Cultural treasures to savour
IF YOU'RE yearning to visit an off-the-beaten-path location - somewhere unsullied by outsiders and souvenir shops - let the Global Heritage Fund (GHF) be your guide.
In honour of World Heritage Day, on April 18, the fund released a list of five endangered cultural heritage sites in Europe, Asia and South America that it's working to preserve.
CIUDAD PERDIDA (LOST CITY), COLOMBIA
These ancient jungle ruins include more than 200 structures built by the Tairona people from the 8th to the 14th centuries. In order to preserve the archaeological treasures, GHF is helping locals develop environmental education programmes, and is working to lessen tourism's impact on the area.
The city is hidden in the middle of the Colombian jungle, a few days' hike from Santa Marta, the country's oldest colonial town.
THE MINORITY VILLAGES OF GUIZHOU, CHINA
Guizhou, terraced with lush rice paddies and dotted with elaborate wooden structures and stupas, is China's poorest province. But modernisation is coming, and villages that have maintained ancient traditions are threatened by increasing industrial activity. Drive three hours from Guiyang City until you reach Dali, a charming village. As you pass through mountains, stop and buy crafts (such as hand-made paper) made by the Dong, Buyi and Miao people.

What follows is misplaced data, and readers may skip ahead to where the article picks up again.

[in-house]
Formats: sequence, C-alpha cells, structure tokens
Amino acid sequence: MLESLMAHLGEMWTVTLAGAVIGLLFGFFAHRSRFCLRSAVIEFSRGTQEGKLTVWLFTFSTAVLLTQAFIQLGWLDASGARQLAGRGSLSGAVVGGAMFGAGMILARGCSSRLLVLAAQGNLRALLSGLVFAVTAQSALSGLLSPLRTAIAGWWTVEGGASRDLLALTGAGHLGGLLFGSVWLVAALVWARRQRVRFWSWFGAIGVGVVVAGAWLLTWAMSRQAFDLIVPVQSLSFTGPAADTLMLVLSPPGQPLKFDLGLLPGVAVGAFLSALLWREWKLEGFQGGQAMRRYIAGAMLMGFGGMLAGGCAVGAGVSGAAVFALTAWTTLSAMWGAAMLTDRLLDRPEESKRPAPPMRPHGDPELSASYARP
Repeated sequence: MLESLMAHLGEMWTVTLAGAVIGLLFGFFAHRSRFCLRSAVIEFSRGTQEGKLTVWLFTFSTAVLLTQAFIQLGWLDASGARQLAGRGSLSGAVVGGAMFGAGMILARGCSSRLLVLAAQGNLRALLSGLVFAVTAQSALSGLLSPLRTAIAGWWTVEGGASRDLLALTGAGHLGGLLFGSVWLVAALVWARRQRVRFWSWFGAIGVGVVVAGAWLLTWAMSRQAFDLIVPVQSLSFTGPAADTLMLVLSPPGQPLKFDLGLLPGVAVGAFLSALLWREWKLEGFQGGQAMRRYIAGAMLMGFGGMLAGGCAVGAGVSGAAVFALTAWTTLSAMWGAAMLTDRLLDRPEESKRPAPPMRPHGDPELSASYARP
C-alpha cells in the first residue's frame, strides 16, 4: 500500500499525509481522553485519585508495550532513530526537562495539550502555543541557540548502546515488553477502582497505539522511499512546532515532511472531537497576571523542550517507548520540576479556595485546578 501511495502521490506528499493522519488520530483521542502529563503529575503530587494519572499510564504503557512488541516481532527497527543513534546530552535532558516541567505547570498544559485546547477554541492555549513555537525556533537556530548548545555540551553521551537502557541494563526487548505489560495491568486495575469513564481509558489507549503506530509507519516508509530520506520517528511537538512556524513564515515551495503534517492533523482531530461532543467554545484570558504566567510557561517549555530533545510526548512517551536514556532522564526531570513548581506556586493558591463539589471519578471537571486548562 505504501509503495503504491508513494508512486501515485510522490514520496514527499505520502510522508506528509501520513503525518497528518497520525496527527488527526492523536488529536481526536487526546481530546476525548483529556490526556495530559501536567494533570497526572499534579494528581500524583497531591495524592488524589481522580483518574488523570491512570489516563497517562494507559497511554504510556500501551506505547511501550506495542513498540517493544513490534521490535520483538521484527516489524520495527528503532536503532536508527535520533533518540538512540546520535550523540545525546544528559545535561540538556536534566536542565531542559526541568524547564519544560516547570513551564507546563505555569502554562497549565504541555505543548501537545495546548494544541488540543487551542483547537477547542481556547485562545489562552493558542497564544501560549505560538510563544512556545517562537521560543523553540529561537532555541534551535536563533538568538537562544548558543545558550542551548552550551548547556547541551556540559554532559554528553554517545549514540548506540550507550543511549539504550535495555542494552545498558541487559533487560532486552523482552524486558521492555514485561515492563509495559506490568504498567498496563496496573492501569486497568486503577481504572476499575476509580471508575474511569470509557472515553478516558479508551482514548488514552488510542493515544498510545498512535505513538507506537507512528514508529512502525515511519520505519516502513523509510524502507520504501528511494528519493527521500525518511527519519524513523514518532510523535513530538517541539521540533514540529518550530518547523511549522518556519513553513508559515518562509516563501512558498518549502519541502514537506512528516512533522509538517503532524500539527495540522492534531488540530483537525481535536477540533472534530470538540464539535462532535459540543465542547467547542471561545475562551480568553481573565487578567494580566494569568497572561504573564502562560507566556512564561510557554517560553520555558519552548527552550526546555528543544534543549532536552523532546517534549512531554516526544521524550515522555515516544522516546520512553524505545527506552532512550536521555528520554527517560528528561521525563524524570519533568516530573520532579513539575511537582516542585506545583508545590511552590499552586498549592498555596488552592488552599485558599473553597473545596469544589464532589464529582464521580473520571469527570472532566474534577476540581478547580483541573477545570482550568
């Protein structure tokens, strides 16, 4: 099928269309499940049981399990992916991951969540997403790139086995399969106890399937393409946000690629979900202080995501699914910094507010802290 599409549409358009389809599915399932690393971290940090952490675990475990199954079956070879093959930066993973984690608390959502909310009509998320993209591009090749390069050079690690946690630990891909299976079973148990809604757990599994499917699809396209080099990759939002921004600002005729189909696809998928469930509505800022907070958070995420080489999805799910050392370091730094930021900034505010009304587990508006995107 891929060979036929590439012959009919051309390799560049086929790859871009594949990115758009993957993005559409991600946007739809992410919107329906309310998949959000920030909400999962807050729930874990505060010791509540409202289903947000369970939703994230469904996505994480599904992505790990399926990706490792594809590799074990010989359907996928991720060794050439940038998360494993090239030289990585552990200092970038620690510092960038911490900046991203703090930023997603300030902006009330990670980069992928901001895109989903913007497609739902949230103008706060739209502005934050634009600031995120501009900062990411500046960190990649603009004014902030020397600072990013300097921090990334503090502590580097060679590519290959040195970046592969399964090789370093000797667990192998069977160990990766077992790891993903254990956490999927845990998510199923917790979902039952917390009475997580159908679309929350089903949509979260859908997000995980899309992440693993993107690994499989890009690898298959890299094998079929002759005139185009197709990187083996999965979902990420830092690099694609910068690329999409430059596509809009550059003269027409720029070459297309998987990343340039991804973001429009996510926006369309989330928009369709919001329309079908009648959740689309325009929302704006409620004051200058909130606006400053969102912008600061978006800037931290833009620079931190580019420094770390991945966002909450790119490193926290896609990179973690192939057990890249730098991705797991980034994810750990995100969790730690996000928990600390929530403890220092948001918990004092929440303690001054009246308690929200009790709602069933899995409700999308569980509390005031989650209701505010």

GOBEKLI TEPE, TURKEY
Built more than 10,000 years ago, this strange collection of stone pillars in the Anatolia region of Turkey is believed to be the oldest place of worship in the world - even older than Stonehenge. Fly into Sanliurfa, where Nomad Tours will arrange homestays with local families.
You've heard of Peru's Machu Picchu, right? This is Guatemala's answer, home to the earliest Preclassic Maya archaeological sites in Mesoamerica.
It also boasts one of the world's largest pyramids. Unfortunately, a growing ranching industry (spurred by drug trafficking) has wiped out huge swathes of jungle nearby, as have looting and poaching.
CARPATHIAN VILLAGES OF ROMANIA
Go back in time to mediaeval Europe at these traditional Transylvanian hideouts. The region's seven fortress towns (or Siebenburgen), built by Saxons in the 12th century, emerged unscathed from the socialist era and have since been restored to their former elegance.